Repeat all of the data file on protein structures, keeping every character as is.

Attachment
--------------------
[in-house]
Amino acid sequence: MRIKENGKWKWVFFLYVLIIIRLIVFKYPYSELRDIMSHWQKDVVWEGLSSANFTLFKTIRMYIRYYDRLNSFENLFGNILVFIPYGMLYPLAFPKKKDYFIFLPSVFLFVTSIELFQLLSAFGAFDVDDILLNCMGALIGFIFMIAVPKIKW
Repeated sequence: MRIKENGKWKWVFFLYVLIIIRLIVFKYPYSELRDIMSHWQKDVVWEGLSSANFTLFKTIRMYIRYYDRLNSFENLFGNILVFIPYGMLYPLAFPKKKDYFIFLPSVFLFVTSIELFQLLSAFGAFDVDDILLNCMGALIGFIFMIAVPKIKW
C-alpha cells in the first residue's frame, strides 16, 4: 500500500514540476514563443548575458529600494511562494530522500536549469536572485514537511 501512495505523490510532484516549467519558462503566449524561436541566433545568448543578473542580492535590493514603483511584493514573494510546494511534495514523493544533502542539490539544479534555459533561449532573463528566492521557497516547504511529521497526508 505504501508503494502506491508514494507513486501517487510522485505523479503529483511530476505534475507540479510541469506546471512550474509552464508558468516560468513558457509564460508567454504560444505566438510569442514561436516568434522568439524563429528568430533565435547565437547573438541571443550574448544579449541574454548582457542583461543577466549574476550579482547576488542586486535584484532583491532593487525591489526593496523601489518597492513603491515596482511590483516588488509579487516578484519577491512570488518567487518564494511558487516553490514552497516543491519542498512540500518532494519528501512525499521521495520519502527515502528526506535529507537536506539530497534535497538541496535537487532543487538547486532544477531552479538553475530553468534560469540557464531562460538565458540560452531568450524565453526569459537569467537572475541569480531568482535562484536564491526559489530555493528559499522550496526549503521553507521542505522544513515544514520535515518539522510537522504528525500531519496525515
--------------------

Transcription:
[in-house]
Amino acid sequence: MRIKENGKWKWVFFLYVLIIIRLIVFKYPYSELRDIMSHWQKDVVWEGLSSANFTLFKTIRMYIRYYDRLNSFENLFGNILVFIPYGMLYPLAFPKKKDYFIFLPSVFLFVTSIELFQLLSAFGAFDVDDILLNCMGALIGFIFMIAVPKIKW
Repeated sequence: MRIKENGKWKWVFFLYVLIIIRLIVFKYPYSELRDIMSHWQKDVVWEGLSSANFTLFKTIRMYIRYYDRLNSFENLFGNILVFIPYGMLYPLAFPKKKDYFIFLPSVFLFVTSIELFQLLSAFGAFDVDDILLNCMGALIGFIFMIAVPKIKW
C-alpha cells in the first residue's frame, strides 16, 4: 500500500514540476514563443548575458529600494511562494530522500536549469536572485514537511 501512495505523490510532484516549467519558462503566449524561436541566433545568448543578473542580492535590493514603483511584493514573494510546494511534495514523493544533502542539490539544479534555459533561449532573463528566492521557497516547504511529521497526508 505504501508503494502506491508514494507513486501517487510522485505523479503529483511530476505534475507540479510541469506546471512550474509552464508558468516560468513558457509564460508567454504560444505566438510569442514561436516568434522568439524563429528568430533565435547565437547573438541571443550574448544579449541574454548582457542583461543577466549574476550579482547576488542586486535584484532583491532593487525591489526593496523601489518597492513603491515596482511590483516588488509579487516578484519577491512570488518567487518564494511558487516553490514552497516543491519542498512540500518532494519528501512525499521521495520519502527515502528526506535529507537536506539530497534535497538541496535537487532543487538547486532544477531552479538553475530553468534560469540557464531562460538565458540560452531568450524565453526569459537569467537572475541569480531568482535562484536564491526559489530555493528559499522550496526549503521553507521542505522544513515544514520535515518539522510537522504528525500531519496525515